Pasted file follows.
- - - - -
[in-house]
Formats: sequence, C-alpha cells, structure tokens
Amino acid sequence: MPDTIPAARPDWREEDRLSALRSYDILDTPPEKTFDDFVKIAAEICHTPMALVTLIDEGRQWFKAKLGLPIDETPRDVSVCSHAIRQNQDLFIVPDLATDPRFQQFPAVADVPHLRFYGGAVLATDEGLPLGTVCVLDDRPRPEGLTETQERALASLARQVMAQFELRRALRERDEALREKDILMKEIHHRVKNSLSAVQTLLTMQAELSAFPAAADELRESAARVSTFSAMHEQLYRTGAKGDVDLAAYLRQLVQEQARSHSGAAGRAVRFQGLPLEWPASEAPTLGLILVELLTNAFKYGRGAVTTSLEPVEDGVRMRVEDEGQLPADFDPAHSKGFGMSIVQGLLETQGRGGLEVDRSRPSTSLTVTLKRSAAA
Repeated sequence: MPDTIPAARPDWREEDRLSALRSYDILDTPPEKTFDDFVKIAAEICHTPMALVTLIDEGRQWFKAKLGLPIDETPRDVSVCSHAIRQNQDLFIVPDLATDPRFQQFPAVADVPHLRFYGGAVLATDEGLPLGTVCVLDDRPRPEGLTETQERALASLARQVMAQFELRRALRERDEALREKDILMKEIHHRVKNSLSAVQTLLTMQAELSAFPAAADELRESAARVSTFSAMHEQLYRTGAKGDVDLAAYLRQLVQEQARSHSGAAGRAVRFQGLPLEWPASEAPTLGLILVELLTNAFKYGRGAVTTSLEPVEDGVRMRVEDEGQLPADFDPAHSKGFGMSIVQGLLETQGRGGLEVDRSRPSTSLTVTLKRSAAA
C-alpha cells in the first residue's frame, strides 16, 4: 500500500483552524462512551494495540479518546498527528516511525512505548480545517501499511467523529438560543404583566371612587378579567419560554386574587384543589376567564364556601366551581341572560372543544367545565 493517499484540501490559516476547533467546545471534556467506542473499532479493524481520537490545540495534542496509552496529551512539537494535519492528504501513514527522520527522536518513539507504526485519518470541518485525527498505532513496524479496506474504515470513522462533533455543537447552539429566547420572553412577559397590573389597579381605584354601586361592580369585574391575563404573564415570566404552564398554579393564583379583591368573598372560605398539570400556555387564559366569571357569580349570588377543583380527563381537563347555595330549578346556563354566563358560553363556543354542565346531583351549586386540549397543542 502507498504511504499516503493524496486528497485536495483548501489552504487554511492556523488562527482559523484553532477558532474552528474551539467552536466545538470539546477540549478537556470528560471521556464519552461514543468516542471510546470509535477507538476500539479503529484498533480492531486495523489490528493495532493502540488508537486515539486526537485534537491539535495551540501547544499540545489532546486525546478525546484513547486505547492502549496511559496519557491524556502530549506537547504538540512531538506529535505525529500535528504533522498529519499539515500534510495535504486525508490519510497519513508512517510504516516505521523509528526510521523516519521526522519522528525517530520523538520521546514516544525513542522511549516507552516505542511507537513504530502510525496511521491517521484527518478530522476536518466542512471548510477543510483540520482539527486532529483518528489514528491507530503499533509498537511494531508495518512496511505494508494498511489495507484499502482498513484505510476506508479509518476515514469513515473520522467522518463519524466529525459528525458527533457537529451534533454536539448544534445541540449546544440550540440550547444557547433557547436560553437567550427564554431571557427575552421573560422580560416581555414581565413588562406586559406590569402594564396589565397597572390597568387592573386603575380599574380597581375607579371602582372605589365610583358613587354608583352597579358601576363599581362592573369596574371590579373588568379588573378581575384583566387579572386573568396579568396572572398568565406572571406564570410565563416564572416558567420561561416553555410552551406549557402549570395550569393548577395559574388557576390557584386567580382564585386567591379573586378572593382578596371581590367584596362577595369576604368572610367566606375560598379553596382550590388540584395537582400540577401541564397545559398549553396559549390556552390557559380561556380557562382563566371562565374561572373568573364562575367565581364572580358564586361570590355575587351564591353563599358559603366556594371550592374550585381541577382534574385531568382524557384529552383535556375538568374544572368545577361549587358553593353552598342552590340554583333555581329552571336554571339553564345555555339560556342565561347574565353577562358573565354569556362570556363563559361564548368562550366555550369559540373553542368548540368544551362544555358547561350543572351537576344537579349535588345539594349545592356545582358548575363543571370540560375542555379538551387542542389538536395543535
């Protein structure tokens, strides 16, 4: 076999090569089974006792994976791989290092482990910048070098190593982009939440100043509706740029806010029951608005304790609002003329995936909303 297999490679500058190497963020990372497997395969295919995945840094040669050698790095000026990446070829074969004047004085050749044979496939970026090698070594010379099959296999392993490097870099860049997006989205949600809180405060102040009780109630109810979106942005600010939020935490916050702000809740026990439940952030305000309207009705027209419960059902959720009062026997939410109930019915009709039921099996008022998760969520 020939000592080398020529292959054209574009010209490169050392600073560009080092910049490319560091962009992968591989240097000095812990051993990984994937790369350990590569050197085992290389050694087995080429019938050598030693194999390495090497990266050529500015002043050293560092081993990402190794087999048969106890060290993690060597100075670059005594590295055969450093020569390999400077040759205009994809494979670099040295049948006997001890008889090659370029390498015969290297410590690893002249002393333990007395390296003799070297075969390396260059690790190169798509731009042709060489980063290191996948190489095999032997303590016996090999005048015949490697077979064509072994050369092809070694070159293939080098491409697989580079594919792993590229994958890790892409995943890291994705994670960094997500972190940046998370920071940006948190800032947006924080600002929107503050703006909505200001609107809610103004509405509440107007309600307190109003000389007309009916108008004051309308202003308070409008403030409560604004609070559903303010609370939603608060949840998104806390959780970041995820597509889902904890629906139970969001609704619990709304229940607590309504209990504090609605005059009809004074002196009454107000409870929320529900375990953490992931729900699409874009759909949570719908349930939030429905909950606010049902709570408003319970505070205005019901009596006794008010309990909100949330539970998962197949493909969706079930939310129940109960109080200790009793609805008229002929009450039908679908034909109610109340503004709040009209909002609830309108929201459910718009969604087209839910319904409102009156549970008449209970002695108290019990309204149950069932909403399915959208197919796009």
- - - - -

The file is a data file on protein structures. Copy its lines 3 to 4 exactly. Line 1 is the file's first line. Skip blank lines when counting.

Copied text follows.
Amino acid sequence: MPDTIPAARPDWREEDRLSALRSYDILDTPPEKTFDDFVKIAAEICHTPMALVTLIDEGRQWFKAKLGLPIDETPRDVSVCSHAIRQNQDLFIVPDLATDPRFQQFPAVADVPHLRFYGGAVLATDEGLPLGTVCVLDDRPRPEGLTETQERALASLARQVMAQFELRRALRERDEALREKDILMKEIHHRVKNSLSAVQTLLTMQAELSAFPAAADELRESAARVSTFSAMHEQLYRTGAKGDVDLAAYLRQLVQEQARSHSGAAGRAVRFQGLPLEWPASEAPTLGLILVELLTNAFKYGRGAVTTSLEPVEDGVRMRVEDEGQLPADFDPAHSKGFGMSIVQGLLETQGRGGLEVDRSRPSTSLTVTLKRSAAA
Repeated sequence: MPDTIPAARPDWREEDRLSALRSYDILDTPPEKTFDDFVKIAAEICHTPMALVTLIDEGRQWFKAKLGLPIDETPRDVSVCSHAIRQNQDLFIVPDLATDPRFQQFPAVADVPHLRFYGGAVLATDEGLPLGTVCVLDDRPRPEGLTETQERALASLARQVMAQFELRRALRERDEALREKDILMKEIHHRVKNSLSAVQTLLTMQAELSAFPAAADELRESAARVSTFSAMHEQLYRTGAKGDVDLAAYLRQLVQEQARSHSGAAGRAVRFQGLPLEWPASEAPTLGLILVELLTNAFKYGRGAVTTSLEPVEDGVRMRVEDEGQLPADFDPAHSKGFGMSIVQGLLETQGRGGLEVDRSRPSTSLTVTLKRSAAA